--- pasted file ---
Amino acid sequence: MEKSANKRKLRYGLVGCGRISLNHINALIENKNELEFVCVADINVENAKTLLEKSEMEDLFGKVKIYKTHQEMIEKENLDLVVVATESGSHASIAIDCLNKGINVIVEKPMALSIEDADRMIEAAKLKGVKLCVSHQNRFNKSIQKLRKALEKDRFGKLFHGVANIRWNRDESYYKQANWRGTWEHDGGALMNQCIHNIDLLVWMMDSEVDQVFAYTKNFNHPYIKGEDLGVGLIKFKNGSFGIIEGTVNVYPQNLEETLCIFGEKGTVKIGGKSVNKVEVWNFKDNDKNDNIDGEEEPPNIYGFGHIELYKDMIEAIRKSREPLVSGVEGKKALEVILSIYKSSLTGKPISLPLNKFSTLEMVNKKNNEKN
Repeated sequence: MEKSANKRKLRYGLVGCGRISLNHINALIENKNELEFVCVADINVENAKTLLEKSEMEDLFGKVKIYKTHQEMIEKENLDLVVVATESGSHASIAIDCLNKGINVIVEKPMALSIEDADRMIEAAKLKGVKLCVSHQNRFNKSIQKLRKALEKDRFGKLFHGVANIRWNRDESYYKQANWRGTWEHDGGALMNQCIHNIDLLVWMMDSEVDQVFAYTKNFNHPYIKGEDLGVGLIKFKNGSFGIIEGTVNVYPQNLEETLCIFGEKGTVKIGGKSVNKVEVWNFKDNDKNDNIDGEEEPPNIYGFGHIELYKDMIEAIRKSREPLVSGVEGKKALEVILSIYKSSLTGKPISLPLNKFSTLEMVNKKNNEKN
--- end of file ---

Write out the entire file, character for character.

Amino acid sequence: MEKSANKRKLRYGLVGCGRISLNHINALIENKNELEFVCVADINVENAKTLLEKSEMEDLFGKVKIYKTHQEMIEKENLDLVVVATESGSHASIAIDCLNKGINVIVEKPMALSIEDADRMIEAAKLKGVKLCVSHQNRFNKSIQKLRKALEKDRFGKLFHGVANIRWNRDESYYKQANWRGTWEHDGGALMNQCIHNIDLLVWMMDSEVDQVFAYTKNFNHPYIKGEDLGVGLIKFKNGSFGIIEGTVNVYPQNLEETLCIFGEKGTVKIGGKSVNKVEVWNFKDNDKNDNIDGEEEPPNIYGFGHIELYKDMIEAIRKSREPLVSGVEGKKALEVILSIYKSSLTGKPISLPLNKFSTLEMVNKKNNEKN
Repeated sequence: MEKSANKRKLRYGLVGCGRISLNHINALIENKNELEFVCVADINVENAKTLLEKSEMEDLFGKVKIYKTHQEMIEKENLDLVVVATESGSHASIAIDCLNKGINVIVEKPMALSIEDADRMIEAAKLKGVKLCVSHQNRFNKSIQKLRKALEKDRFGKLFHGVANIRWNRDESYYKQANWRGTWEHDGGALMNQCIHNIDLLVWMMDSEVDQVFAYTKNFNHPYIKGEDLGVGLIKFKNGSFGIIEGTVNVYPQNLEETLCIFGEKGTVKIGGKSVNKVEVWNFKDNDKNDNIDGEEEPPNIYGFGHIELYKDMIEAIRKSREPLVSGVEGKKALEVILSIYKSSLTGKPISLPLNKFSTLEMVNKKNNEKN